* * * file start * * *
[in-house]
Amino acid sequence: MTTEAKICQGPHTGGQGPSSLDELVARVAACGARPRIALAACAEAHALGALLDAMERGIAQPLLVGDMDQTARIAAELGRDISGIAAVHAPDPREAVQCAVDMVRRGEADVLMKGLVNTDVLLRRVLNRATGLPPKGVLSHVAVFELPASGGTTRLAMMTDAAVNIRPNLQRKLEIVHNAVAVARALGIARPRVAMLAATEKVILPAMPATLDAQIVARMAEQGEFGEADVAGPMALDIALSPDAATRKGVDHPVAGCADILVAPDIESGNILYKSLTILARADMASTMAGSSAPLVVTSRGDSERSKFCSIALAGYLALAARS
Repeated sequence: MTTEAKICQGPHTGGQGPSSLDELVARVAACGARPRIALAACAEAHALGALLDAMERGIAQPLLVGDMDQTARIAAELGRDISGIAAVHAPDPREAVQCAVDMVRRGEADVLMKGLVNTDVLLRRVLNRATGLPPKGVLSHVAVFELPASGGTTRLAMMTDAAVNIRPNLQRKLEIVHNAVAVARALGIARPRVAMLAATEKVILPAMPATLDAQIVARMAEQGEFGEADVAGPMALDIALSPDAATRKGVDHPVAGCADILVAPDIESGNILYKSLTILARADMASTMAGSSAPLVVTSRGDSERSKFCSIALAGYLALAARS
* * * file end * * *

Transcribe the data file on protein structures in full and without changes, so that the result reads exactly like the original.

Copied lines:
[in-house]
Amino acid sequence: MTTEAKICQGPHTGGQGPSSLDELVARVAACGARPRIALAACAEAHALGALLDAMERGIAQPLLVGDMDQTARIAAELGRDISGIAAVHAPDPREAVQCAVDMVRRGEADVLMKGLVNTDVLLRRVLNRATGLPPKGVLSHVAVFELPASGGTTRLAMMTDAAVNIRPNLQRKLEIVHNAVAVARALGIARPRVAMLAATEKVILPAMPATLDAQIVARMAEQGEFGEADVAGPMALDIALSPDAATRKGVDHPVAGCADILVAPDIESGNILYKSLTILARADMASTMAGSSAPLVVTSRGDSERSKFCSIALAGYLALAARS
Repeated sequence: MTTEAKICQGPHTGGQGPSSLDELVARVAACGARPRIALAACAEAHALGALLDAMERGIAQPLLVGDMDQTARIAAELGRDISGIAAVHAPDPREAVQCAVDMVRRGEADVLMKGLVNTDVLLRRVLNRATGLPPKGVLSHVAVFELPASGGTTRLAMMTDAAVNIRPNLQRKLEIVHNAVAVARALGIARPRVAMLAATEKVILPAMPATLDAQIVARMAEQGEFGEADVAGPMALDIALSPDAATRKGVDHPVAGCADILVAPDIESGNILYKSLTILARADMASTMAGSSAPLVVTSRGDSERSKFCSIALAGYLALAARS